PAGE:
The ‘good’ and ‘bad’ feminist: Coming to terms with my kinks
By: Marj Ostani
“Are you choking me?” my partner asked me, pausing in the middle of sex. His expression was somewhere between shock and confusion.
Caught off guard while on top of him, I found both my hands wrapped, perhaps a little bit tightly, on his neck, so I quickly released them. He laughed and, in my embarrassment, I stacked up apologies. We’d never been in this territory before, sexually.
We are both each other’s firsts and we’ve always kept it safe – softcore, to put it simply.
But that night I let him in a secret. “I think I’m into the whole sub-dom thing. I would love to be called names: slut, bitch, whore. I’d like you to slap, choke, spit, spank me. I’m a switch though! So perhaps other times I’ll be the one in control of you,” I explained.
Uncertainly, he replied, “So you’re saying you’re into degradation and humiliation but also into BDSM and powerplay?” I nodded my head cheekily in confirmation.
Since then we’ve practiced and explored these areas.
It didn’t take long to share my experiences with friends in my circle. Overall, whenever BDSM comes up in the dialogue, the reactions are amusing. One teared up like a parent watching her kid grow up differently to the way she expected. Another friend’s mouth dropped open and then he mumbled how proud he was of me.
If I were to make a Venn diagram of all opinions, the question “But you’re such a feminist?” is where they all meet. The query hangs around us silently.
Quite frankly I ask myself the same question. Does enjoying BDSM make me a bad feminist? There should be a space for us, where we’re not boxed in as bad feminists for enjoying it.
I am conflicted. My whole career’s work is rooted in advocacy, empowerment and smashing patriarchal standards, then insert my carnal needs in bed, which completely oppose the former.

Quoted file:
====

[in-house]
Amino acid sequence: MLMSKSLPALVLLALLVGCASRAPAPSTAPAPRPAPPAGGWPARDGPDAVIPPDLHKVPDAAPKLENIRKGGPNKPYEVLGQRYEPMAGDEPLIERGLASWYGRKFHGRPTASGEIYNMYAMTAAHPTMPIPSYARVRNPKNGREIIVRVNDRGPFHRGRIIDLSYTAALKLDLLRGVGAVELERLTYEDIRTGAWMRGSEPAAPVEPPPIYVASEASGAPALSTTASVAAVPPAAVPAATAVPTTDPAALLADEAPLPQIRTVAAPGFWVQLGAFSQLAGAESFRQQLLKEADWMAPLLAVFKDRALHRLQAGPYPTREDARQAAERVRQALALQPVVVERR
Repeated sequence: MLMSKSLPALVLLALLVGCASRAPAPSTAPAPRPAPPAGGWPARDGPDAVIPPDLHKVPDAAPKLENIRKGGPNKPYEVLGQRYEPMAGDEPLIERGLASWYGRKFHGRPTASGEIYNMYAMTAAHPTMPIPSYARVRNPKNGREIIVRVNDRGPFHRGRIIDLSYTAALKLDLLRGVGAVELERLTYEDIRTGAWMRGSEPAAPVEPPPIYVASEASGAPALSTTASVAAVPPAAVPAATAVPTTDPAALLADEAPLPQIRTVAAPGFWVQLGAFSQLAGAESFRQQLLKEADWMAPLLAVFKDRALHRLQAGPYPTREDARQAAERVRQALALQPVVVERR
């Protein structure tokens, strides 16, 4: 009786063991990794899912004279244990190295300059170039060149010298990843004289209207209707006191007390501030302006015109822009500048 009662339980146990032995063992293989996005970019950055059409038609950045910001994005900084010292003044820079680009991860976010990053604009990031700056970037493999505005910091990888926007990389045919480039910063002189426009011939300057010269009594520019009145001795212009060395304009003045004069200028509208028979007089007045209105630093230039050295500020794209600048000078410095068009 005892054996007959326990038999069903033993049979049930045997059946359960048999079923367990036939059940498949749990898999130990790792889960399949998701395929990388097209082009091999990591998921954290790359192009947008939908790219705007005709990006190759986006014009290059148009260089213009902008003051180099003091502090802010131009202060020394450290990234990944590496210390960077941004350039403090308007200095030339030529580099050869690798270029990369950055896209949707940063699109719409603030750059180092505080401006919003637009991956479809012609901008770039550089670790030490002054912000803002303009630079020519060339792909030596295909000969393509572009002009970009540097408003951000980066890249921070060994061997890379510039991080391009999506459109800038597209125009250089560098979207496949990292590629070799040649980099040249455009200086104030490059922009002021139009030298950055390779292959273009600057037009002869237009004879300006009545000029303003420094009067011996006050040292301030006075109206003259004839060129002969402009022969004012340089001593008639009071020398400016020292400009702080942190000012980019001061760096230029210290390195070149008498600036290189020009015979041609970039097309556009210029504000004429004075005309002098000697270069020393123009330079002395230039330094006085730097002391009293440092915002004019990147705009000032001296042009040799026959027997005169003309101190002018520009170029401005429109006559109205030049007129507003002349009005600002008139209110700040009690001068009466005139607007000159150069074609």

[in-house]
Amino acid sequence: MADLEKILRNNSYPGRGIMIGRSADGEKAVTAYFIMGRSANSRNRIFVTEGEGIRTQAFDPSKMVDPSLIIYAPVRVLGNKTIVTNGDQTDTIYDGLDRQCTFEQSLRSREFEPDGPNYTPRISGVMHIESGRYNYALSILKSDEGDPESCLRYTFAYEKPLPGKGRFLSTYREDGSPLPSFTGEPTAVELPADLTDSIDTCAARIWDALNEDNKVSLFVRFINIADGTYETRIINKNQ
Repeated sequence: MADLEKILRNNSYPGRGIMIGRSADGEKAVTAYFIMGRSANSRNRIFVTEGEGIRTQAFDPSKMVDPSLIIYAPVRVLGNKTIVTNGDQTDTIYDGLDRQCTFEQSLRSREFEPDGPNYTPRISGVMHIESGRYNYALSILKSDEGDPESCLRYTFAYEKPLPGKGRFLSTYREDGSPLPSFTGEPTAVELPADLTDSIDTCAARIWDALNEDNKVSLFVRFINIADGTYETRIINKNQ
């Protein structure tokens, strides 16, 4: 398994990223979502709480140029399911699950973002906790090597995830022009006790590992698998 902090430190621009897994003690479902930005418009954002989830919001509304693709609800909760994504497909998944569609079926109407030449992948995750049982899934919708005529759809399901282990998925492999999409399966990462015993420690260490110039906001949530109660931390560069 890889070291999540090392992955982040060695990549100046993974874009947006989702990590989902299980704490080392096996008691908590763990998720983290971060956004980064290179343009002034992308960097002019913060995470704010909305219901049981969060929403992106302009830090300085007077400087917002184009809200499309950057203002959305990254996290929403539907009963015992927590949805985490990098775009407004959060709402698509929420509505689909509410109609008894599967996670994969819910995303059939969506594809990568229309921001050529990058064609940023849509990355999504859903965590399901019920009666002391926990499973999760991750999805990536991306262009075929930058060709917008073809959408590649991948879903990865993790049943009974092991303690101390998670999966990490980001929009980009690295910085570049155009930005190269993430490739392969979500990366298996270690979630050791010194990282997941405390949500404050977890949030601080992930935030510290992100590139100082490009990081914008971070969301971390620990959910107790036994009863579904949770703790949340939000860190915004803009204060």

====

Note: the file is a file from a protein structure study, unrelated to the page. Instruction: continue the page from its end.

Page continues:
I’m sure there are a lot of women who enjoy these kinks, be it BDSM, power play, degradation or humiliation for erotic pleasure. There’s nothing wrong with them; it all boils down to bodily autonomy, choice and consent. Owning your body and demanding what it wants sounds a lot more empowering than embarrassing.
Contradictory to my preferences for name calling and submission, it actually makes me feel more powerful than helpless, because, to be honest, I am kind of a bitch and a hoe. There’s a hint of resistance there, taking back the word from misogynists and sexists for my own erotic needs.
Let’s make one thing clear, though: wanting this requires consent and comfort from each other because, again, anything unsolicited is toxic and doesn’t have a place anywhere.
We’re entitled to have sex however we want and indulge (or not indulge) in certain kinks or acts. I know what I want, therefore I will ask for it.
Set up negotiations, expectations and boundaries, and know what you are comfortable with and not comfortable doing. It dispels shame and insecurity and there’s nothing more feminist than that.
I am very turned on by dominating and ordering someone. It puts the power in the hands of women, which makes everything even more thrilling.
I’m fortunate to have the incredible opportunity of knowing people whose profession revolves around being a dominatrix and such. Having one-on-one conversations with them, listening to their advice and reading more about it helps me further understand my desire for it.
My approach to my own kinkiness and queerness is not complete without the acknowledgment of my multitudes: being a bisexual, Asian, woman of colour. It’s all related and important because our stories get mixed up or lost when people try to simplify or sensationalise us into a trope.
We’ve been objectified for so long, often turned into some kind of fantasy figure and not seen as real. This is where our identity, intimacy and sexuality lies within an intersectional lens.
It is possible to be someone who contradicts and subverts the taboos and stereotypes, because we are so much more.
So yeah, I am imperfect and messy. I am kind and compassionate. I can be cruel and resentful. I am all of these things. And I may be an alpha or beta in the sheets, however, that doesn’t mean I’m cool with them happening in real life, and vice-versa.
I still fuck with patriarchy in the streets on a daily basis, annoying everyone into submission through my feminist writings that debunks system and cultures which treats, us, women unfairly.
Marj is a Filipina culture & entertainment writer currently based in Manille. She’s mostly written for women lead, feminist centric spaces juggling multiple gigs all at once. A gemini rising bi-con!
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The ‘SPACES’ issue – Archer Magazine #8 out in June!